In the last post, I focused on really looking at the source of the information you are receiving about your dog’s cancer. Let’s get into some specific examples of questionable “intelligence” you may have received.
Some, claiming authority in the area of supplements for dog cancer, are pushing Pau D’Arco. Be careful, everyone!
Let’s look at Pau D’Arco. This is the common name for a tea, capsule, liquid extract, salve or tablet from Tabebuia impetiginosa, a tree common in South America, especially Brazil. The bark is used for these medicinal preparations.
Pau D’Arco does have a lot of postive test-tube (“in vitro”) effects on cancer cells. Unfortunately, lots and lots of compounds kill cancer cells in test tubes. The clinical trials in people (“in vivo”, or in living bodies) have been mixed, with the most well-designed one (“Early Clinical Studies With Lapachol”) yielding little benefit.
The American Cancer Society does not like Pau D’Arco for use in people due to safety concerns. One could make the claim that they are just part of the “machine” trying to keep miracle cures suppressed to aid Big Pharma.
Whatever your belief is, and few people could deny the force of Big Pharma’s strategic influence, the concern over safety and effectiveness is well-founded at this point.
What is the evidence?
Well, lapachol, an active component Pau D’Arco, is toxic to developing embryos in pregnant lab animals. It also messes up fertility of male lab rats. Okay, granted, most chemotherapy agents have similar effects, so Pau D’Arco cannot be tossed out on this basis alone. It should never be used in breeding animals, obviously.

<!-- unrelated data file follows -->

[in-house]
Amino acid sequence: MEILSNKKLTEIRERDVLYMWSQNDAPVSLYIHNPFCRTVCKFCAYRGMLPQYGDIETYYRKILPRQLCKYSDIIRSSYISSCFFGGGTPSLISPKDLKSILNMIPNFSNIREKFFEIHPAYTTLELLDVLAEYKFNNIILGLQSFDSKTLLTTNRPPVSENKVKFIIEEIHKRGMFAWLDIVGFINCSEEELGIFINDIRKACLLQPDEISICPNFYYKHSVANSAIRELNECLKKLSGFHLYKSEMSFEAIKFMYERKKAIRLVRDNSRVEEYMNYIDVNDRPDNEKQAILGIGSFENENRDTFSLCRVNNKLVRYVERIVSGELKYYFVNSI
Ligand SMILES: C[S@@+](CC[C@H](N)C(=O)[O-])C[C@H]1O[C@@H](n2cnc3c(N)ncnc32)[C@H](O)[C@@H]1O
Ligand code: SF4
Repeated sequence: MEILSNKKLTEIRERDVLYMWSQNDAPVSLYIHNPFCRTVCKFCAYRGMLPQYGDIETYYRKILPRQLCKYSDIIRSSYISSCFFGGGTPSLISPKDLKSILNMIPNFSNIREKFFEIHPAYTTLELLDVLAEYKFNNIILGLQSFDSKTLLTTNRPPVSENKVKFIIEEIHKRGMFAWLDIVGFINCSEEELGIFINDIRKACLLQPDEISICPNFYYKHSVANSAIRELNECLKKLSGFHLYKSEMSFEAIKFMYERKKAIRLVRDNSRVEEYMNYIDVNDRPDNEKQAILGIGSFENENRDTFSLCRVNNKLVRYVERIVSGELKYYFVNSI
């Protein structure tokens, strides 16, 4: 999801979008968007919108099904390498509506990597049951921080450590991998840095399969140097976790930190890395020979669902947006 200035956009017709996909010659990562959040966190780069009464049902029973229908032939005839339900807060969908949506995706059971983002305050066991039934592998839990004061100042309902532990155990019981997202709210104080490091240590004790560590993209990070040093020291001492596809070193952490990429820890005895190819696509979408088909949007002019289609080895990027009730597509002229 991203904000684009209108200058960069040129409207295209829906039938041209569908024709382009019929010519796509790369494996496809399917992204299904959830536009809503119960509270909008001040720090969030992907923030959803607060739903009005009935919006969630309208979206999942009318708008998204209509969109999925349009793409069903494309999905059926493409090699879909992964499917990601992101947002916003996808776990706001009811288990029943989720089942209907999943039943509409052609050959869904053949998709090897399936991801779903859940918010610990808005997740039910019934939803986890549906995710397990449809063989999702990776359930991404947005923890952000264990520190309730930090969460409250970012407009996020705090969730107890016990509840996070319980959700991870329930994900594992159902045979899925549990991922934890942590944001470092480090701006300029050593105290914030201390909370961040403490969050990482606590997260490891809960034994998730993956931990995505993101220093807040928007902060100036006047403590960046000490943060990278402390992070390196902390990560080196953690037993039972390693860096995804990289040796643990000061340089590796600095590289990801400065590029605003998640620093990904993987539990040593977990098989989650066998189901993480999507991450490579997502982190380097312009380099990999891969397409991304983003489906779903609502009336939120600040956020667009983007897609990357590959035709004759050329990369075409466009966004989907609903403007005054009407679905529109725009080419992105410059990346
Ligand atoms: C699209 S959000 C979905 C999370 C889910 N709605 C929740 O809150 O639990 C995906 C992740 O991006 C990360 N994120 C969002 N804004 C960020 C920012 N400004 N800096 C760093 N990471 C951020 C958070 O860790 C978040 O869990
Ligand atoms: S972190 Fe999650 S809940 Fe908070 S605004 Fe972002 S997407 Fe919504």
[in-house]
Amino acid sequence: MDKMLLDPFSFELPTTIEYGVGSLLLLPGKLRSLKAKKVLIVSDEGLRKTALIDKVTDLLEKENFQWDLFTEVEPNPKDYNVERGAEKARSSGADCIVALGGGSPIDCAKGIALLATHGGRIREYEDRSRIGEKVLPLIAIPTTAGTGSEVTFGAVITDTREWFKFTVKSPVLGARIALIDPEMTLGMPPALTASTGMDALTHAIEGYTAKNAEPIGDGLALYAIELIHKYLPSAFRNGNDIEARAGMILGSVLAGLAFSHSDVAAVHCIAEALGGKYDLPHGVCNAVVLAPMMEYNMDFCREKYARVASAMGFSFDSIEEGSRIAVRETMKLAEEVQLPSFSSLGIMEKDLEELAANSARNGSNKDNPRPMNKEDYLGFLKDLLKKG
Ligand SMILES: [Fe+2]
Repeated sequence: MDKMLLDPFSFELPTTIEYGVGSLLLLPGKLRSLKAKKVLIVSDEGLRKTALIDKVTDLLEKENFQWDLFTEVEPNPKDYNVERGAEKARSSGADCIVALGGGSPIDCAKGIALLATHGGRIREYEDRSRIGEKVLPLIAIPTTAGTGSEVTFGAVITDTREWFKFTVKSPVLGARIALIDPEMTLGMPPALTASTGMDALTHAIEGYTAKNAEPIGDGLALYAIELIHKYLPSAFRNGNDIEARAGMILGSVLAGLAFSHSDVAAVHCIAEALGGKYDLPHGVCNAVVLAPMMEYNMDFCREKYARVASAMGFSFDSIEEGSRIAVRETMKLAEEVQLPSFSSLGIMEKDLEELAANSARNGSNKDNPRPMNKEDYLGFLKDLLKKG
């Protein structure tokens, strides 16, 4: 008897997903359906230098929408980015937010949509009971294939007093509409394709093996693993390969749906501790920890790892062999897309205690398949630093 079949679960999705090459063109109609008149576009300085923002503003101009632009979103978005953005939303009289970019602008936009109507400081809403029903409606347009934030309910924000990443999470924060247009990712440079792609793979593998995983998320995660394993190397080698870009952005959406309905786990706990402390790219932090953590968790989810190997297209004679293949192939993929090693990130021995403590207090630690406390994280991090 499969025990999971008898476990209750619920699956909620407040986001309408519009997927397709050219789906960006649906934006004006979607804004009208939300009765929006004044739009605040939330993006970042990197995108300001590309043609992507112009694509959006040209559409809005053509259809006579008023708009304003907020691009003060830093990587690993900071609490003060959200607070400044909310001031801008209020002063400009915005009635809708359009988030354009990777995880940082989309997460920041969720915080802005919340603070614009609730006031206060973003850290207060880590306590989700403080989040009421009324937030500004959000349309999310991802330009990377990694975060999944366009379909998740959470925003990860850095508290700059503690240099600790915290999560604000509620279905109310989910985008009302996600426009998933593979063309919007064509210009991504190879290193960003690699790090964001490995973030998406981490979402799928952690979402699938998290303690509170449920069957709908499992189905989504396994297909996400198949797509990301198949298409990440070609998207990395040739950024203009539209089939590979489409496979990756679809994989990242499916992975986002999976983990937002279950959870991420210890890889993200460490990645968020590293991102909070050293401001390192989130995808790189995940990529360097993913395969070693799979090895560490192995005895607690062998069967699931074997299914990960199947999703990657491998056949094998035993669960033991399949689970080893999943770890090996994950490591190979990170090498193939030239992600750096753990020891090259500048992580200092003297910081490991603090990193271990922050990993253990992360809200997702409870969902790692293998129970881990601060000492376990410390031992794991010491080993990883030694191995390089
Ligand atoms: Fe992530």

At oral doses necessary for required concentrations around cancer cells, Pau D’Arco caused vomiting, blood clotting problems, and diarrhea. Well, these are not good either, but one could also state these side effects are seen with chemo too, and that would be a valid point. Of course, it is no-brainer to state that Pau D’Arco should never be used before surgery, during wound healing, in animals with blood clotting problems, or with tumors that could bleed.
Pau D’Arco has hydroquinone in it. This is bad stuff. Not only is it carcinogenic (irony of all ironies), but it is toxic to vital organs too. Read all about it here. Well, again, the same could be said of some of our common chemo drugs.
So what really makes Pau D’Arco dicey? One thing that is quite bothersome is a lack of batch standardization. Not only do the lapachol and other components vary from tree to tree, but sometimes they are actually absent.
On top of that, sometimes the the trees from which the bark is taken are from different Tabebuia species. The tree appears to be getting more scarce due to it’s reputation, and we are getting herbal preparations containing the wrong bark.
Finally, chemo drugs are used under strict veterinary supervision. Pau D’Arco usually is not. Both have real side effect concerns. Substances with these possible adverse health effects should not be used by a layperson without supervision.
There is no doubt that Pau D’Arco should be studied more or used as a template for new drugs, since the active compounds in the bark may have merit. However, since it contains some things that could, from time to time, pose real health hazards, and the batches vary in composition (does your dog’s batch have a lot of hydroquinone???), it is a gamble that I cannot take with dogs I care about.
Please be careful of what you read!
For more information on herbs or supplements for dogs with cancer, check out The Dog Cancer Survival Guide.
Best to all,